Standing Room Only

IT SHOULD HAVE BEEN A DAY FILLED with promise; instead, Jose Barahona was full of frustration as he waited with his daughter Elizabeth in the auditorium of PS 149 in Queens, N.Y. Dressed in a crisp yellow-and-white gingham dress, Elizabeth was eager to start first grade. But her classroom this year is one of four bright red trailers parked in the playground. It could have been worse; her school is one of New York City's most crowded, with 1,100 kids crammed into a space meant for 650. "Education is very important," says Barahona, a cabdriver who fled his native El Salvador more than a decade ago. "The school has to supply a better place to learn."

His anxiety echoed in school corridors around the country last week as administrators and teachers scrambled to find space for a record 51.7 million elementary- and secondary-school students, a bumper crop that tops even the peak baby-boom years. "This is not a blip," predicts Education Secretary Richard Riley. "It's a constant trend and we are going to have to deal with it."

Some districts have been trying. When birthrates began to rise in the late 1980s, many administrators sought to raise money for new construction; that proved to be daunting in an age of taxpayer revolt. Then a surge in immigration--combined with an unexpected increase in black and Hispanic births and a decline in the high-school dropout rate--created standing-room-only crowds from kindergarten to 12th grade. "It's like you're on the beach and you see big waves coming," says Brian Cram, superintendent of schools in Clark County, Nev., the country's fastest-growing district. "If you don't have enough money to build a retaining wall, those waves are going to crash right over the beach."

With no immediate cure in sight, many school officials admit they're relying on stopgaps. In the affluent district of Walled Lake, just north of Detroit, residents have defeated school-construction bond issues for three years in a row; a fourth vote is scheduled for the end of this month. Meanwhile, administrators are using trailers, busing some kids to less crowded districts and converting any available space. Last week high schoolers studied biology in a garage designed for auto-repair classes.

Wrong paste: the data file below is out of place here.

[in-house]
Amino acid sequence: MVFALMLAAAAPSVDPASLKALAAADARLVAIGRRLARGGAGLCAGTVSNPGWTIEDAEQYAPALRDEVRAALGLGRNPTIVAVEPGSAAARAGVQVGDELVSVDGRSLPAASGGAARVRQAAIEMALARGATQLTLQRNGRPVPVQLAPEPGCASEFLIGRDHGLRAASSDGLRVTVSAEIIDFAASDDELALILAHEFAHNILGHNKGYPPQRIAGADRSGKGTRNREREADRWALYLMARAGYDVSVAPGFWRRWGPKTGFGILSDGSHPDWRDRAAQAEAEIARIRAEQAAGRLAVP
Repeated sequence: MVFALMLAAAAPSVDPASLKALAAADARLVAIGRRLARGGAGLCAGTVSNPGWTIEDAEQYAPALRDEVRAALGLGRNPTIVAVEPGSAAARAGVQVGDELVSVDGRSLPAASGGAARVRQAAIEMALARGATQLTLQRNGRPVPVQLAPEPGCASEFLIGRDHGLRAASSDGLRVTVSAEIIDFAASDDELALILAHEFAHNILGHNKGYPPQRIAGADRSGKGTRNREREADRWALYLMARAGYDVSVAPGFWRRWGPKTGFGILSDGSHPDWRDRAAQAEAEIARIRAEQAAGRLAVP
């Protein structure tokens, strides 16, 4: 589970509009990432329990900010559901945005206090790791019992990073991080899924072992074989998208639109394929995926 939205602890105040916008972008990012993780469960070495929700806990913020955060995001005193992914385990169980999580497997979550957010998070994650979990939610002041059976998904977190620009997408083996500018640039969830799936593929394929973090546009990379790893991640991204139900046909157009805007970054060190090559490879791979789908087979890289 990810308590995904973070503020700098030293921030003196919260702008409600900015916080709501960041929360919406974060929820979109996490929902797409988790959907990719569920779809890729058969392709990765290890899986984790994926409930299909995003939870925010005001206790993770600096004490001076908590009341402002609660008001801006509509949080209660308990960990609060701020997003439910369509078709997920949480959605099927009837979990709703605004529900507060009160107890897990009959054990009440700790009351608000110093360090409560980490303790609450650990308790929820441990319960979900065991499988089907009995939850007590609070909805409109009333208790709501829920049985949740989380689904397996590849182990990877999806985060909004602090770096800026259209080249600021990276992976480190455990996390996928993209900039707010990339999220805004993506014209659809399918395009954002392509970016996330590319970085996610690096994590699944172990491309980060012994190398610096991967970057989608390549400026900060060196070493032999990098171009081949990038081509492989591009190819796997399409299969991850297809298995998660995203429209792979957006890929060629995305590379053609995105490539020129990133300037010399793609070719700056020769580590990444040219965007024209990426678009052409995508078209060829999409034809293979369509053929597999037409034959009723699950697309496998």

Even districts that managed to raise construction money say they can't keep up. Superintendent Frank Petruzielo presides over 218,000 students in Broward County, Fla., the second fastest-growing district in the country. Broward has built 37 new schools in the last seven years--and still doesn't have enough space for 40,000 students, many of whom have been assigned to 2,200 trailers, dubbed "portable classrooms." "We've been called the portable capital of the world," says Petruzielo, "and we're just about portabled out. There is no room on most campuses to add many more." Some Broward schools are already on staggered sessions; others have converted to a year-round schedule in order to accommodate as many students as possible.

In fast-growing areas in the West and the Southeast, hiring teachers is as hard as finding space. "We're always competing," says Dale Braun, who is in charge of finding places for 657,000 students in the Los Angeles Unified School District, the largest enrollment in the district's history. "There isn't anything like an NFL signing bonus that we can offer, but, believe me, we thought of things like that." Resourcefulness helps. Evelyn Bostwick, principal of San Miguel Elementary School in Southgate, recruited three teachers at her daughter's wedding last month. When Bostwick heard that the maid of honor's sister was looking for a job, she urged her to apply. "She said, "Can I bring my two friends?' I said, "Are you kidding? Bring all your friends'."

The crunch comes at a particularly bad time for education reformers, who have been pushing for smaller class sizes. This summer, California legislators approved a plan to give districts $19,500 for each class that has no more than 20 students--a good idea that's almost impossible to implement in the crowded schools that need it most. Officials in booming Gwinnett County, Ga., outside Atlanta, tried to minimize the vastness of the new Creekland Middle School (with 2,500 students) by creating five subschools. But principal Joan Akin isn't optimistic. "How soon will we have trailers here?" she asks. Like her colleagues, she knows that before she can worry about Reading, 'Riting and 'Rithmetic, she has to master the new R--Room.

In the fast-growing West and Southeast classrooms are filled as fast as they're built

Districts with the largest enrollment gains PERCENT SCHOOL DISTRICT INCREASE CHANGE Los Angeles Unified, Calif 91,223 16.6% New York City, N.Y. 87,163 9.5 Dade Country, Fla. 86,407 38.9 Broward County, Fla. 64,118 51.0 Palm Beach County, Fla. 51,327 72.5 Gwinnett County, GA 38,263 100.1 Orange County, Fla. 34,893 44.3 Guilford County, N.C. 30,214 124.7 Fresno Unifed, Calif. 27,127 55.1